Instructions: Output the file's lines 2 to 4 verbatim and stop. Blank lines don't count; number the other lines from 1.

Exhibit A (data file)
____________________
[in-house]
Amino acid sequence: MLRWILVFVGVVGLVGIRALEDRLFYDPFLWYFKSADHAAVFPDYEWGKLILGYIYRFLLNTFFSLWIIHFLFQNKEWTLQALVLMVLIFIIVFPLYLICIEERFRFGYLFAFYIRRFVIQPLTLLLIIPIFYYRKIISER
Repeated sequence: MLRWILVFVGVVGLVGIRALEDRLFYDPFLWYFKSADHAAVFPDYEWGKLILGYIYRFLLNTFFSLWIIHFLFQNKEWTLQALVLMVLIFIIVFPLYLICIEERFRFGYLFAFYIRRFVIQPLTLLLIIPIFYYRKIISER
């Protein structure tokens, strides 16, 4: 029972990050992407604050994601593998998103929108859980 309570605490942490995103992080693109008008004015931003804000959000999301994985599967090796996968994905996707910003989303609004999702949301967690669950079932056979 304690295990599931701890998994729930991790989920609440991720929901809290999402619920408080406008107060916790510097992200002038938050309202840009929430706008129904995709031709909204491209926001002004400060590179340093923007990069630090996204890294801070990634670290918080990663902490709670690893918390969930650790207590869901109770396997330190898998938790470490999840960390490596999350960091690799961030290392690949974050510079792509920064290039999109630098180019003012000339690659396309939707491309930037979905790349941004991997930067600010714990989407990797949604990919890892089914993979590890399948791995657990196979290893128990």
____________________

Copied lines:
Amino acid sequence: MLRWILVFVGVVGLVGIRALEDRLFYDPFLWYFKSADHAAVFPDYEWGKLILGYIYRFLLNTFFSLWIIHFLFQNKEWTLQALVLMVLIFIIVFPLYLICIEERFRFGYLFAFYIRRFVIQPLTLLLIIPIFYYRKIISER
Repeated sequence: MLRWILVFVGVVGLVGIRALEDRLFYDPFLWYFKSADHAAVFPDYEWGKLILGYIYRFLLNTFFSLWIIHFLFQNKEWTLQALVLMVLIFIIVFPLYLICIEERFRFGYLFAFYIRRFVIQPLTLLLIIPIFYYRKIISER
């Protein structure tokens, strides 16, 4: 029972990050992407604050994601593998998103929108859980 309570605490942490995103992080693109008008004015931003804000959000999301994985599967090796996968994905996707910003989303609004999702949301967690669950079932056979 304690295990599931701890998994729930991790989920609440991720929901809290999402619920408080406008107060916790510097992200002038938050309202840009929430706008129904995709031709909204491209926001002004400060590179340093923007990069630090996204890294801070990634670290918080990663902490709670690893918390969930650790207590869901109770396997330190898998938790470490999840960390490596999350960091690799961030290392690949974050510079792509920064290039999109630098180019003012000339690659396309939707491309930037979905790349941004991997930067600010714990989407990797949604990919890892089914993979590890399948791995657990196979290893128990």